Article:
From Records to a Web of Library Data – Pt3 Beacons of Availability by Richard Wallis.
Beacons of Availability
As I indicated in the first of this series, there are descriptions of a broader collection of entities, than just books, articles and other creative works, locked up in the Marc and other records that populate our current library systems. By mining those records it is possible to identify those entities, such as people, places, organisations, formats and locations, and model & describe them independently of their source records.
As I discussed in the post that followed, the library domain has often led in the creation and sharing of authoritative datasets for the description of many of these entity types. Bringing these two together, using URIs published by the Hubs of Authority, to identify individual relationships within bibliographic metadata published as RDF by individual library collections (for example the British National Bibliography, and WorldCat) is creating Library Linked Data openly available on the Web.
Why do we catalogue? is a question, I often ask, with an obvious answer – so that people can find our stuff. How does this entification, sharing of authorities, and creation of a web of library linked data help us in that goal. In simple terms, the more libraries can understand what resources each other hold, describe, and reference, the more able they are to guide people to those resources. Sounds like a great benefit and mission statement for libraries of the world but unfortunately not one that will nudge the needle on making library resources more discoverable for the vast majority of those that can benefit from them.
I have lost count of the number of presentations and reports I have seen telling us that upwards of 80% of visitors to library search interfaces start in Google. A similar weight of opinion can be found that complains how bad Google, and the other search engines, are at representing library resources. You will get some balancing opinion, supporting how good Google Book Search and Google Scholar are at directing students and others to our resources. Yet I am willing to bet that again we have another 80-20 equation or worse about how few, of the users that libraries want to reach, even know those specialist Google services exist. A bit of a sorry state of affairs when the major source of searching for our target audience, is also acknowledged to be one of the least capable at describing and linking to the resources we want them to find!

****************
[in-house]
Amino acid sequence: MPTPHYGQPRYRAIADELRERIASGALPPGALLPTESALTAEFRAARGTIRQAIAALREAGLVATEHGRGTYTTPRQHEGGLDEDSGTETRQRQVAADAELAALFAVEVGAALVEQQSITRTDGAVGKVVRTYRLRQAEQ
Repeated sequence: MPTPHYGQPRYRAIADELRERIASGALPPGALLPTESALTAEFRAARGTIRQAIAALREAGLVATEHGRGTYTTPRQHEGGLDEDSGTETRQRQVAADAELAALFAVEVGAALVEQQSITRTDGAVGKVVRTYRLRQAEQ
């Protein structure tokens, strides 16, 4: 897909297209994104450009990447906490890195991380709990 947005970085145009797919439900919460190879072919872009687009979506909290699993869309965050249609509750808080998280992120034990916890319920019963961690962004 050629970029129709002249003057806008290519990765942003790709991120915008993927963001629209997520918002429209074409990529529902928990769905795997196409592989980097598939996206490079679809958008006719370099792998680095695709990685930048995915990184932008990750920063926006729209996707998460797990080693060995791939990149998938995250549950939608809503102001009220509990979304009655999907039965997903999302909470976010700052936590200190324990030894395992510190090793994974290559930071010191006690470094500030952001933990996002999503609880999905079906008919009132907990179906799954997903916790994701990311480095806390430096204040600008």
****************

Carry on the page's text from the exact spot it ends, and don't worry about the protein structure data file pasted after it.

Library linked data helps solve both the problem of better description and findability of library resources in the major search engines. Plus it can help with the problem of identifying where a user can gain access to that resource to loan, download, view via a suitable license, or purchase, etc.
I’m am an ardent sympathizer helping people to find “our stuff.”
I don’t disagree with the description of Google as: “…the major source of searching for our target audience, is also acknowledged to be one of the least capable at describing and linking to the resources we want them to find!”
But in all fairness to Google, I would remind you of Drabenstott’s research that found for the Library of Congress subject headings:
Overall percentages of correct meanings for subject headings in the original order of subdivisions were as follows:
|technical services librarians
The Library of Congress subject classification has been around for more than a century and just over half of the librarians can use it correctly.
Let’s don’t wait more than a century to test the claim:*
“Library linked data helps solve both the problem of better description and findability of library resources in the major search engines.”
* By “test” I don’t mean the sort of study, “…we recruited twelve LIS students but one had to leave before the study was complete….”
I am using “test” in the sense of a well designed and organized social science project with professional assistance from social scientists, UI test designers and the like.
I think OCLC is quite sincere in its promotion of linked data, but effectiveness is an empirical question, not one of sincerity.